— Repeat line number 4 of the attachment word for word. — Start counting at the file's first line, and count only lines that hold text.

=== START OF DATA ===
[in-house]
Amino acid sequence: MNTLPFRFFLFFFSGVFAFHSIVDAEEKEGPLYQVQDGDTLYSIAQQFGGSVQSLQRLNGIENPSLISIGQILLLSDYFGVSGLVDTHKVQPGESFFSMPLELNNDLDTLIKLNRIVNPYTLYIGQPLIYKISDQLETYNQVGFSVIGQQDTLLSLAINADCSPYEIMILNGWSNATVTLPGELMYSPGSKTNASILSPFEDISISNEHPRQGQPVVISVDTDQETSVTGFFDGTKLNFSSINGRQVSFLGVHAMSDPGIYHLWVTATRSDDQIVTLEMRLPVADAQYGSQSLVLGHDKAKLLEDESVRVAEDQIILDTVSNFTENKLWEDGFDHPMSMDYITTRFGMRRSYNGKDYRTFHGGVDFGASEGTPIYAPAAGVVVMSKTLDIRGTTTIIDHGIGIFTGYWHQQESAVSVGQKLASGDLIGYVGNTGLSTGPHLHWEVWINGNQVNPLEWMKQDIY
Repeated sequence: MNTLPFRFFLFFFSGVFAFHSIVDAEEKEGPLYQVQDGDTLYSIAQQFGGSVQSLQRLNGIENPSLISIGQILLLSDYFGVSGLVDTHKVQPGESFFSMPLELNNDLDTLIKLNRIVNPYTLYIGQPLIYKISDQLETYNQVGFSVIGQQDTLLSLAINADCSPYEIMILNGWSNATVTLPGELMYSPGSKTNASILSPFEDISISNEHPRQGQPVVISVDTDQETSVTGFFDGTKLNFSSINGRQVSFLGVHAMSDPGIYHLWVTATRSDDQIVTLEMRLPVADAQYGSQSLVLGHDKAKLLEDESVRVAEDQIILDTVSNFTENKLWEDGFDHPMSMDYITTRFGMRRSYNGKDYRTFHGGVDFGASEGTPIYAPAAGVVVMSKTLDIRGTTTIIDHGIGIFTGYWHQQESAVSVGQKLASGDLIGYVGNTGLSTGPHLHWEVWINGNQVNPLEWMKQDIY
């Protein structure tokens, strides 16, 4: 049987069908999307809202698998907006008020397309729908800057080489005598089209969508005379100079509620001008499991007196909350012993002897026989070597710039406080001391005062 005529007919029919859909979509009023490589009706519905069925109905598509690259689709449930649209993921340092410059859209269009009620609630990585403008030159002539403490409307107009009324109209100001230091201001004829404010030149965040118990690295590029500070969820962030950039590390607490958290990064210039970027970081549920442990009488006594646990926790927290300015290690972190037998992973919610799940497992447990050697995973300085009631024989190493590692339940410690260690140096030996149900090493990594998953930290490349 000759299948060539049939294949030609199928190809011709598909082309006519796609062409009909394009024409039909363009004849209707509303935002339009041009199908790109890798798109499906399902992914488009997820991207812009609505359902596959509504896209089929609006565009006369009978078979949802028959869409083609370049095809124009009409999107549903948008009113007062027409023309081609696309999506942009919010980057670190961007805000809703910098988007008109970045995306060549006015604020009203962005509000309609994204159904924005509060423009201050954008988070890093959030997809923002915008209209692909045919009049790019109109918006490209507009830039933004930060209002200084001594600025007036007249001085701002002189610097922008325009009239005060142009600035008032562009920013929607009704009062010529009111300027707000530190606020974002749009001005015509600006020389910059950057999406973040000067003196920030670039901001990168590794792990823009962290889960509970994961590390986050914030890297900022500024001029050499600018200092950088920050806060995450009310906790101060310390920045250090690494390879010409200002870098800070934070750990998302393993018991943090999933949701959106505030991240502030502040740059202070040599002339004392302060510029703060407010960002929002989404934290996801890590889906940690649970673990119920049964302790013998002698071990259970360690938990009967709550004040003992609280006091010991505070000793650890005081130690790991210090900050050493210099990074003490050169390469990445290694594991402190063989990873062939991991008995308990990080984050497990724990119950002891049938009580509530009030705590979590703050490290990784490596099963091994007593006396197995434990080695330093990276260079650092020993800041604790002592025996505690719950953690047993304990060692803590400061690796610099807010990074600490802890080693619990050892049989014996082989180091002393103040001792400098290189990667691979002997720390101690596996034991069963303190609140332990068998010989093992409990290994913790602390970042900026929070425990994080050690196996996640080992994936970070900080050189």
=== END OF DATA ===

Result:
């Protein structure tokens, strides 16, 4: 049987069908999307809202698998907006008020397309729908800057080489005598089209969508005379100079509620001008499991007196909350012993002897026989070597710039406080001391005062 005529007919029919859909979509009023490589009706519905069925109905598509690259689709449930649209993921340092410059859209269009009620609630990585403008030159002539403490409307107009009324109209100001230091201001004829404010030149965040118990690295590029500070969820962030950039590390607490958290990064210039970027970081549920442990009488006594646990926790927290300015290690972190037998992973919610799940497992447990050697995973300085009631024989190493590692339940410690260690140096030996149900090493990594998953930290490349 000759299948060539049939294949030609199928190809011709598909082309006519796609062409009909394009024409039909363009004849209707509303935002339009041009199908790109890798798109499906399902992914488009997820991207812009609505359902596959509504896209089929609006565009006369009978078979949802028959869409083609370049095809124009009409999107549903948008009113007062027409023309081609696309999506942009919010980057670190961007805000809703910098988007008109970045995306060549006015604020009203962005509000309609994204159904924005509060423009201050954008988070890093959030997809923002915008209209692909045919009049790019109109918006490209507009830039933004930060209002200084001594600025007036007249001085701002002189610097922008325009009239005060142009600035008032562009920013929607009704009062010529009111300027707000530190606020974002749009001005015509600006020389910059950057999406973040000067003196920030670039901001990168590794792990823009962290889960509970994961590390986050914030890297900022500024001029050499600018200092950088920050806060995450009310906790101060310390920045250090690494390879010409200002870098800070934070750990998302393993018991943090999933949701959106505030991240502030502040740059202070040599002339004392302060510029703060407010960002929002989404934290996801890590889906940690649970673990119920049964302790013998002698071990259970360690938990009967709550004040003992609280006091010991505070000793650890005081130690790991210090900050050493210099990074003490050169390469990445290694594991402190063989990873062939991991008995308990990080984050497990724990119950002891049938009580509530009030705590979590703050490290990784490596099963091994007593006396197995434990080695330093990276260079650092020993800041604790002592025996505690719950953690047993304990060692803590400061690796610099807010990074600490802890080693619990050892049989014996082989180091002393103040001792400098290189990667691979002997720390101690596996034991069963303190609140332990068998010989093992409990290994913790602390970042900026929070425990994080050690196996996640080992994936970070900080050189």